Treating the ‘whole’

Family medicine is what this doctor ordered


GONZALES — Community doctors are like local celebrities. If they stick around long enough — decades in some cases — they become like members of the family and are respected individuals across town. They might even know your spouse better than you do.

The Sievers Clinic has a new doctor that looks to fit that mold. Sean Hattenbach is a Texas native, having been raised in Houston. He comes to Gonzales to be closer to family after a stay in Lubbock, and he is intent on connecting with and helping families here just as his begins to adjust.

“Family medicine is really good,” Hattenbach said. “To me, it's the best form of medicine. It treats the whole patient, and it treats the whole family.

“That's what I enjoy. Interacting with my patients and helping them in different aspects of their life,” he continued. Talking to patients only during office visits limits the care that he can administer, he explained. He’s looking for a more well-rounded approach that encourages chats about health even when he’s out and about in the community away from his office.

“If I can help you in a way that bridges the gap between your visits, I'm going to try and do that,” he said. “That's where I really think medicine can succeed in helping patients, not just during the visit.”

The doctor became interested in medicine as a Boy Scout. One of his favorite duties was administering and teaching first aide to fellow scouts. He took that interest to college where he worked with physicians in their labs to find out what field of medicine he was most interested in. After six years of shadowing and learning, he decided to jump into family practice.

Hattenbach attended medical school at Texas Tech University in Lubbock. After a three-year residency there, he packed up and came here to the Sievers Clinic. Although it has been just a couple of months, he already sees what the overall health of the Gonzales community is.

“Gonzales has many of the same problems that rural Texas at large has, those being obesity, diabetes, poor health literacy — where people don't understand their medical conditions — and poor access to care to an extent,” he said.

“The bigger things that are challenging Texas are challenging America,” he continued. “Obesity, poor health, poor access to good foods sometimes, poor knowledge of what the right foods to eat are, and a poor knowledge on how much physical activity is needed to maintain a healthy lifestyle. Those problems are common across America and they're common here as well. But there are things we can address and they are not insurmountable problems.”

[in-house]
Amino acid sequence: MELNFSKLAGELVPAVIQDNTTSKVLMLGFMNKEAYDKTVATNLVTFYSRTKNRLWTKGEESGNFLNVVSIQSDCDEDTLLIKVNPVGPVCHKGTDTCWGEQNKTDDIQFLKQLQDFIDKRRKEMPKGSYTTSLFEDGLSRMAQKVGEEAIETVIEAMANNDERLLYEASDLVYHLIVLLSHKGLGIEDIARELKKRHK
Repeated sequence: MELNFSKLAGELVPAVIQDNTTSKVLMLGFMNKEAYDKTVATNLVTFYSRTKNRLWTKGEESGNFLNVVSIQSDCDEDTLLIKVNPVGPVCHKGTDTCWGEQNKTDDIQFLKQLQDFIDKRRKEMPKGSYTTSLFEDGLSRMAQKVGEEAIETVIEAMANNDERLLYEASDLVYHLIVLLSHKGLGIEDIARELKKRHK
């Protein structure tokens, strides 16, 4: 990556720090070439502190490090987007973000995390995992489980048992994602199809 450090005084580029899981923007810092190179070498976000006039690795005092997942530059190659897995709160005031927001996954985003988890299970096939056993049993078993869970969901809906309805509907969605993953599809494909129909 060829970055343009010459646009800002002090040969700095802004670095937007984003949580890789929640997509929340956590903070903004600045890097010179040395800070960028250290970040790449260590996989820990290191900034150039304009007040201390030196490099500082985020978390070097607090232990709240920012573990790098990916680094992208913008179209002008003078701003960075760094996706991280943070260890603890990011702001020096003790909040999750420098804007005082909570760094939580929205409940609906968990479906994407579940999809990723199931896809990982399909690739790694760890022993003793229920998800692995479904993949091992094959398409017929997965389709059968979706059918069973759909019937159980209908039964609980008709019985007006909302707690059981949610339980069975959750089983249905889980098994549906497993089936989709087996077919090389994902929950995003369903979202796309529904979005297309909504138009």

More healthier ways to dine are what he stresses.

He explained that the biggest pitfall that a small town has is the ease and frequency of eating fast food. Those foods are notorious for being high in fat and carbs, he said, and eating those on a regular basis can lead to heart disease and high blood pressure. People will have to “re-learn” eating habits such as ordering a salad or grilled option when possible and avoiding bread, he said.

Insurance is often a worry that low-income residents have to fear, but Hattenbach says that should never deflect one from a doctors visit. All questions need to be asked about personal health, and often Hattenbach can find ways to get inexpensive medication from pharmaceutical companies through various programs they may offer.

“You should never be afraid to ask a question. I always will look for programs to help people afford the treatments, medications, the testing they need,” he said. “There's always a way to do it and we'll find a way or we'll find a way around it and we'll still get to the root of whatever the problem is.”

When he’s not taking care of patients, he’s taking care of himself and his family. He and his wife have two boys — both in Cub Scouts — and another on the way. They are living a healthy, active outdoor lifestyle, and he is looking forward to becoming a part of the community.

“I'm just glad to be here,” he said. “Gonzales has already been great to my family and I am looking forward to being great for Gonzales in any way that I can. If patients have specific concerns, I'm here to address them and maybe present them a new face for medicine in case that is what they need.”

Hattenbach can be reached at the Sievers Clinic at 830-672-8502 or visit